After lost emails flap, public records bill passes
BY GARY FINEOUT
TALLAHASSEE, Fla. — Florida’s next governor and other statewide elected officials will have to preserve and make public any documents and emails they send between their election and the time they are officially sworn into office.
The Florida Legislature has unanimously passed a bill that was sparked by the embarrassing deletion of emails sent by Gov. Rick Scott and members of his transition team.
Scott strongly supported the bill and is expected to sign it into law.
“We’re really pleased to see passage of this bill,” said Barbara Petersen, president of the First Amendment Foundation. “We were told that this was on the governor’s priority list for the 2012 session and are both appreciative and encouraged by Gov. Scott’s support.”
The bill (HB 1305) applies to the governor, lieutenant governor, the attorney general, chief financial officer and agriculture commissioner.
The GOP-controlled Legislature passed the legislation nearly seven months after Scott ordered an investigation into how and why emails he wrote before he became governor were deleted.
A spokeswoman for the Florida Department of Law Enforcement said Wednesday that the investigation is still ongoing.
While the investigation has yet to wrap up, documents released so far showed that emails from both an iPad and smartphone used by the governor were lost.
Transition records are generally understood to be public records, but a review of transition records by The Associated Press has shown a wide disparity in how the records – including emails – by both the governor’s office and the offices of top Cabinet officials are collected and stored. Some records are turned over to state archives, but others for example, have wound up in the basement of Capitol offices.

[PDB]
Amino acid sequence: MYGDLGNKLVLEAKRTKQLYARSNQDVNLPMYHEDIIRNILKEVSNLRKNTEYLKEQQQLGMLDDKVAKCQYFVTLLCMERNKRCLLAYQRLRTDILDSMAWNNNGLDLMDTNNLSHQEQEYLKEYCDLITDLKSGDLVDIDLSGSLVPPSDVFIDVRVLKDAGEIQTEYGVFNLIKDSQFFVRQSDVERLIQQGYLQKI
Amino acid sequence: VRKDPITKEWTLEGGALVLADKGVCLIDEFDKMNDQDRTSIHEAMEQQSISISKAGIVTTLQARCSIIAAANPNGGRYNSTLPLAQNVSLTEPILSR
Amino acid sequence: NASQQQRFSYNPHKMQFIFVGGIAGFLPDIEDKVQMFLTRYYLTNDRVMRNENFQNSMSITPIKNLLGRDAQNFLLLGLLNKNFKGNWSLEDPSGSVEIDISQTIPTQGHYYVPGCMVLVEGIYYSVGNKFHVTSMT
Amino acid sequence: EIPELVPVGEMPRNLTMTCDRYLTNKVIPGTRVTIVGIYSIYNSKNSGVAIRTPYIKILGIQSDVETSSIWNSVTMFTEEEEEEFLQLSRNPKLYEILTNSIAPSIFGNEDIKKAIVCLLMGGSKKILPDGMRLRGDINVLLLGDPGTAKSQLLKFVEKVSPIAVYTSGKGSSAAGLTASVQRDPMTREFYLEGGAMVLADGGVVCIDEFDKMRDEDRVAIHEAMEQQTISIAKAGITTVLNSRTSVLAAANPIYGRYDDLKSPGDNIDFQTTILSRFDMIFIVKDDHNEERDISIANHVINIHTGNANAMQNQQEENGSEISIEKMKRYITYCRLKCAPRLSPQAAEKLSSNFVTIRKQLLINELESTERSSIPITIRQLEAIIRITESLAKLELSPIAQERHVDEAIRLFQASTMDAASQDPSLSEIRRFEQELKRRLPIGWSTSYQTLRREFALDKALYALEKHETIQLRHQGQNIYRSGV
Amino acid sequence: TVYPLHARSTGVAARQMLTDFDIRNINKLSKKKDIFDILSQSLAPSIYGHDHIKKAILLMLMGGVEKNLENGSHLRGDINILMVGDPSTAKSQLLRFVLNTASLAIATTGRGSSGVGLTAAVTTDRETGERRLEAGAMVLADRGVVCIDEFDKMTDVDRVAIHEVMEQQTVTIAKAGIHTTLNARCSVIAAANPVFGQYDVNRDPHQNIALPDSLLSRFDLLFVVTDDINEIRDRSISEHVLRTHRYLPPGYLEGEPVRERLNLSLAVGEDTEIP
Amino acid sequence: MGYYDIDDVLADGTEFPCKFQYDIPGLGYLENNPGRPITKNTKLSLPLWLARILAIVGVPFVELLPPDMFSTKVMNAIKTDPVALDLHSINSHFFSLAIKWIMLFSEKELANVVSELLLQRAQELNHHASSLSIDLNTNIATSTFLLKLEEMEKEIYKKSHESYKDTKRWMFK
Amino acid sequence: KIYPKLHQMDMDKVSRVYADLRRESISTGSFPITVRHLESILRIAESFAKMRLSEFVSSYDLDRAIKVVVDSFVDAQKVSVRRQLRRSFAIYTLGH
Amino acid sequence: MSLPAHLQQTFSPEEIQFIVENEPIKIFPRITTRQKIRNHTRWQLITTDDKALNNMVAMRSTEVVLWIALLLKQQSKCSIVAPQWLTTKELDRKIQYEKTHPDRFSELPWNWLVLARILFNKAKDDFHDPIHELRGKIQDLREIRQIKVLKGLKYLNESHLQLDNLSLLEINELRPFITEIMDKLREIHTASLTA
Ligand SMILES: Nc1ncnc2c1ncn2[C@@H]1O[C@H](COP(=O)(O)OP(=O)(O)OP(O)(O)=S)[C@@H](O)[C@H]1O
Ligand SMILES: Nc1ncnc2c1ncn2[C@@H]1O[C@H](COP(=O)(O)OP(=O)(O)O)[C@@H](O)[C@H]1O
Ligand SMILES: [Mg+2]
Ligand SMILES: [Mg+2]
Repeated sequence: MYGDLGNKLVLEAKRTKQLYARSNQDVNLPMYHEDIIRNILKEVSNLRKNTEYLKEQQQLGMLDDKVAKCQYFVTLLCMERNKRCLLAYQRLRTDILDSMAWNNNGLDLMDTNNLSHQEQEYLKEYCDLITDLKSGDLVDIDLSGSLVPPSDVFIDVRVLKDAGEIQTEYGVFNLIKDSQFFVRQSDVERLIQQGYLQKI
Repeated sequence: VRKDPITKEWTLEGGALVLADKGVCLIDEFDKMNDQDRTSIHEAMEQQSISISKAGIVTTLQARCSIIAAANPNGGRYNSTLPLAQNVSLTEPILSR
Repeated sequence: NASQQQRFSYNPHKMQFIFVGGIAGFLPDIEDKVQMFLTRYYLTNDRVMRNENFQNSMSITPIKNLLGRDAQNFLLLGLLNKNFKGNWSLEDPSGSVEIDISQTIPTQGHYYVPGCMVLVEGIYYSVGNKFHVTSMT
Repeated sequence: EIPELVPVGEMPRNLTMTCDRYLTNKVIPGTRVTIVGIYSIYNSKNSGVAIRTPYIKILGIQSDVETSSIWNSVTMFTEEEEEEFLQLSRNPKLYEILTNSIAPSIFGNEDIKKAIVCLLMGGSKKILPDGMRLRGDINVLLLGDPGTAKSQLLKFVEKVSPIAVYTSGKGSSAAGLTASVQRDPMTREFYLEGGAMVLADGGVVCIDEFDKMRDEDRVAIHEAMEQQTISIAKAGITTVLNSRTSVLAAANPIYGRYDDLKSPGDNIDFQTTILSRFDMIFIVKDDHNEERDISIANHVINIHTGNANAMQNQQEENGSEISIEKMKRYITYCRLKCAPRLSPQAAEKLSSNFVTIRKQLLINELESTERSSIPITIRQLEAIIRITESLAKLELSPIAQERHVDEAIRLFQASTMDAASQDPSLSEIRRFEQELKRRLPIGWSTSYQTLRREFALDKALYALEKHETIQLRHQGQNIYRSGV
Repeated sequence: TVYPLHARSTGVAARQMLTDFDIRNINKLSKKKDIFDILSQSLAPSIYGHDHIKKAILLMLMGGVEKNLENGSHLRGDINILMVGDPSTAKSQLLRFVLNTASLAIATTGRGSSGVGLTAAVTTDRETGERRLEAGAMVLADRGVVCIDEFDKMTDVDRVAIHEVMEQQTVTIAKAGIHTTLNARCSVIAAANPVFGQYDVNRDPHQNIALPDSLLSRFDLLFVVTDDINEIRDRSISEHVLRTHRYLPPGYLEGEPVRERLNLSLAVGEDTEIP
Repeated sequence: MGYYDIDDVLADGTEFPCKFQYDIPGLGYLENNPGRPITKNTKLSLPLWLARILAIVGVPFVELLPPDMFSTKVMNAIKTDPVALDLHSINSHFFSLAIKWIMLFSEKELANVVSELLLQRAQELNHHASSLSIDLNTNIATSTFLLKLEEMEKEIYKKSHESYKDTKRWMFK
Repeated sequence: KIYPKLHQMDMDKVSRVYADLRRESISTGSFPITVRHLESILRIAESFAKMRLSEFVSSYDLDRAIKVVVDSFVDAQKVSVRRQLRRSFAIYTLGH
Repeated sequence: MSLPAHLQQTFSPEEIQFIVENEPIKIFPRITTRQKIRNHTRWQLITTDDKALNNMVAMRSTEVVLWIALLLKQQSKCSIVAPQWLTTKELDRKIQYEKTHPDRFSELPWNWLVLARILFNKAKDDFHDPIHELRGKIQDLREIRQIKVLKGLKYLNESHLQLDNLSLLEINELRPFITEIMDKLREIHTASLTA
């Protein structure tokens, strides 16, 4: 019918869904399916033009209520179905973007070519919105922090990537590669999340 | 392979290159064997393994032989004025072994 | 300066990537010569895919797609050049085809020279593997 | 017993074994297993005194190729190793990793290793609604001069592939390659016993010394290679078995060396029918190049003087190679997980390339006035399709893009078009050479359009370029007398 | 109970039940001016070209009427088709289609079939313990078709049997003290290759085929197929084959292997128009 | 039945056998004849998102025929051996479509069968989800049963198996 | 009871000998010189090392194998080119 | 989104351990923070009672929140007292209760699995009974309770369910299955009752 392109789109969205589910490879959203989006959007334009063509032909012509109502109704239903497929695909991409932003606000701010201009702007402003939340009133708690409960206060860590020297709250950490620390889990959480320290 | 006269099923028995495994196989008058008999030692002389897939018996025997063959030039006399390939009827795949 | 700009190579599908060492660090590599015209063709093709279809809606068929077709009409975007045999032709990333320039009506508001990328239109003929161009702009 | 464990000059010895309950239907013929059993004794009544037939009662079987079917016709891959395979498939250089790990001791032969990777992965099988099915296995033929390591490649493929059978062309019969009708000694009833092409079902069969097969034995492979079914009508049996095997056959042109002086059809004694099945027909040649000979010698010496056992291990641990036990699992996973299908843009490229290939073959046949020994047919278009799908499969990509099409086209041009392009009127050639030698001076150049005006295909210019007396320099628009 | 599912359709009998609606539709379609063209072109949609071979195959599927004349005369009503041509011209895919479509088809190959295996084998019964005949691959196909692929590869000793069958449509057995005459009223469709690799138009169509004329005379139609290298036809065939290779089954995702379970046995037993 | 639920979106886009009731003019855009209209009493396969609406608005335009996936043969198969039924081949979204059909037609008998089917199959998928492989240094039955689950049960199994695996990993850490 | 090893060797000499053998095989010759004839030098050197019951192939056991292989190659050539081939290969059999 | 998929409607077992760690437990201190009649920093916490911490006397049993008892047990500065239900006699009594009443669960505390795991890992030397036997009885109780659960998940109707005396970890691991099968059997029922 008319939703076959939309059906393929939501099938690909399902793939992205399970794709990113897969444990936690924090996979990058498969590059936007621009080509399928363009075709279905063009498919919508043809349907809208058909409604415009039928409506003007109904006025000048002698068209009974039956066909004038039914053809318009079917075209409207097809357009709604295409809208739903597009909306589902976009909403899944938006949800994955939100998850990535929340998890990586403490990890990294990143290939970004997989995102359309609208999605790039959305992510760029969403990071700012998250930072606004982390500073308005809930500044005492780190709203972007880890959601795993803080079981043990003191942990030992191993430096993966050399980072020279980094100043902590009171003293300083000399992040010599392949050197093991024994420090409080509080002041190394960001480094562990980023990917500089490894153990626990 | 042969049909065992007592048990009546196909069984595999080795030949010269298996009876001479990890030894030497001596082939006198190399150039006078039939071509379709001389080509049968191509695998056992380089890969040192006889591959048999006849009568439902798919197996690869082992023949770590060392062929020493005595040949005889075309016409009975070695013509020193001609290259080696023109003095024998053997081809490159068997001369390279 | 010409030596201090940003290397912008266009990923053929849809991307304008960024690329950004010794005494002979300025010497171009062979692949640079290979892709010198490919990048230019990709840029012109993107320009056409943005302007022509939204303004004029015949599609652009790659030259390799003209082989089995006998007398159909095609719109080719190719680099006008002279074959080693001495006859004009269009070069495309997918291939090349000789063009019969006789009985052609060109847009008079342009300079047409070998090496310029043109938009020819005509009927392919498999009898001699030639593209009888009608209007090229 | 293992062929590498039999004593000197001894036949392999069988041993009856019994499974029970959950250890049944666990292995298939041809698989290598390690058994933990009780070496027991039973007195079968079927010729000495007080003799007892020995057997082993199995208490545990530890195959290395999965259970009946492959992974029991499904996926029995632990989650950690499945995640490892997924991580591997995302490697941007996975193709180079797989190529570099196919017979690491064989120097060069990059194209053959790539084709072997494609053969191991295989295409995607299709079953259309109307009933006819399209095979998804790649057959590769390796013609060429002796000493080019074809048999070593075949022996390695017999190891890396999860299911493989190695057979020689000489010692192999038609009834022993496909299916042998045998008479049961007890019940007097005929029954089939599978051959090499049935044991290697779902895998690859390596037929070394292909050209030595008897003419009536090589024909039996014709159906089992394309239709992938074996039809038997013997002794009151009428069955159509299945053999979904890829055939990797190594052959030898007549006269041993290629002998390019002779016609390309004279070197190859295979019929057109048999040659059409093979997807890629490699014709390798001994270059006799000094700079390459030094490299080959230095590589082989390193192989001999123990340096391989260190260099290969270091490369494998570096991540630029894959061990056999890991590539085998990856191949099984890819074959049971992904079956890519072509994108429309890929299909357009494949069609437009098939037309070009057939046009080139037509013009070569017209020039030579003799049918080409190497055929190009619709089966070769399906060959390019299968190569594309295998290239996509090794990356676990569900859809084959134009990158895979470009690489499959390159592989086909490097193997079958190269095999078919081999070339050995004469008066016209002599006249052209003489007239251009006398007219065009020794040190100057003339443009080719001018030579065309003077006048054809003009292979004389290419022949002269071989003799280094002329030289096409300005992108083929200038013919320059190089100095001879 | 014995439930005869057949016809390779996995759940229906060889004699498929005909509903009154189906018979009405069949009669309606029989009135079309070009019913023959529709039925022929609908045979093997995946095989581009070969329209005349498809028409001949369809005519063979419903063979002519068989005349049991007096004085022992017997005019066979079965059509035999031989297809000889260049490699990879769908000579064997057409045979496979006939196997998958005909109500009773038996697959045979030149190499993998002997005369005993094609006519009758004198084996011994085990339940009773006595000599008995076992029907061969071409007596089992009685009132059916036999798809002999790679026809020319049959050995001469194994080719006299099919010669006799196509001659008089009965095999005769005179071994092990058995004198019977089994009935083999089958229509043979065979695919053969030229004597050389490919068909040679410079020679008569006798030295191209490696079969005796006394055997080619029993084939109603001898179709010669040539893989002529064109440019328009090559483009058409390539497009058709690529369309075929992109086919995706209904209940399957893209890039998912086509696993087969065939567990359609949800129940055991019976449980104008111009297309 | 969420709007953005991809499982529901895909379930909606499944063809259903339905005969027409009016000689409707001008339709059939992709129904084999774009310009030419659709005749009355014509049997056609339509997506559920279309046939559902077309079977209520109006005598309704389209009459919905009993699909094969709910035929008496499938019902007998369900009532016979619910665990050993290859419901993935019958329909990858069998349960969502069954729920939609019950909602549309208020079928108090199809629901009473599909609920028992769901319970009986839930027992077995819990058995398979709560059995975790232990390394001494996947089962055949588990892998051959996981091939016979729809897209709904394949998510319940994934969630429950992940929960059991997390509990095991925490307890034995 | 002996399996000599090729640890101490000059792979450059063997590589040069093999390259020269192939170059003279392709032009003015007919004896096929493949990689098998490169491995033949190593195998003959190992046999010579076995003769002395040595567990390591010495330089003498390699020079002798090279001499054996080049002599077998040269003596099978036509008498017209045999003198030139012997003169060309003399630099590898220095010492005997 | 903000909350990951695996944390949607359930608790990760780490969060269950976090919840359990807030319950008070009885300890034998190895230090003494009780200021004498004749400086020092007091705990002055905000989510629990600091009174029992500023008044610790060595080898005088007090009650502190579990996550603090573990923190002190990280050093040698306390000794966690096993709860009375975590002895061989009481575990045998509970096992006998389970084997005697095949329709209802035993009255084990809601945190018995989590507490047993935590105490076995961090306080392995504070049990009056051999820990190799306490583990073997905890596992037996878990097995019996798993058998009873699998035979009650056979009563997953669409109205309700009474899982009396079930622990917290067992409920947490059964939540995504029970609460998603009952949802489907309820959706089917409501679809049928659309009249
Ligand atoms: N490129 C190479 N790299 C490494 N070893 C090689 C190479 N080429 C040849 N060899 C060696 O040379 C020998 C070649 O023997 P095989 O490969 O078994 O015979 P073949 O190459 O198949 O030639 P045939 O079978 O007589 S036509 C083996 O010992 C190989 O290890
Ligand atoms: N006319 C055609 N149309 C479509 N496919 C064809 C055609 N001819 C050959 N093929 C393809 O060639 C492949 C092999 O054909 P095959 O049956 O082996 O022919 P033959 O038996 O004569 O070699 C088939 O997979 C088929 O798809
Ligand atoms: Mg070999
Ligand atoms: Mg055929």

The Scott transition team used a private company to handle its email accounts. Former Gov. Charlie Crist’s transition team used state computers to handle its email accounts, although some members of the team were never asked to turn over any emails from their personal email accounts.
Brian Burgess, a spokesman for Scott, said the governor “wholeheartedly supports” the bill because it “clarifies state law relating to transition records for incoming elected officials, a benefit he did not have when he was elected.”
Rep. Janet Adkins, R-Fernandina Beach, contended that the “the problem was current law didn’t specifically address officers who had recently been elected into office.”
Scott widely used email on the campaign trail and after he was elected, but then he stopped for the first eight months of his administration.
The private company that handled emails for Scott’s transition team shut down most of the accounts in early 2011 right after Scott was sworn into office. Members of the transition team were warned ahead of time that the accounts would be shut down but no one tried to preserve the emails before that happened.
The St. Petersburg Times last August reported that the emails were missing. That prompted Scott to order FDLE to investigate the deletion of the transition emails and see whether or not they could be retrieved from Rackspace, the Texas company that handled the accounts.
The Associated Press reported that some of the emails that were finally retrieved during the summer showed that former Gov. Jeb Bush had urged Scott prior to his swearing-in to push for universal private school vouchers, save money by releasing elderly prisoners and look at taxing online sales as part of a swap to lower other taxes.
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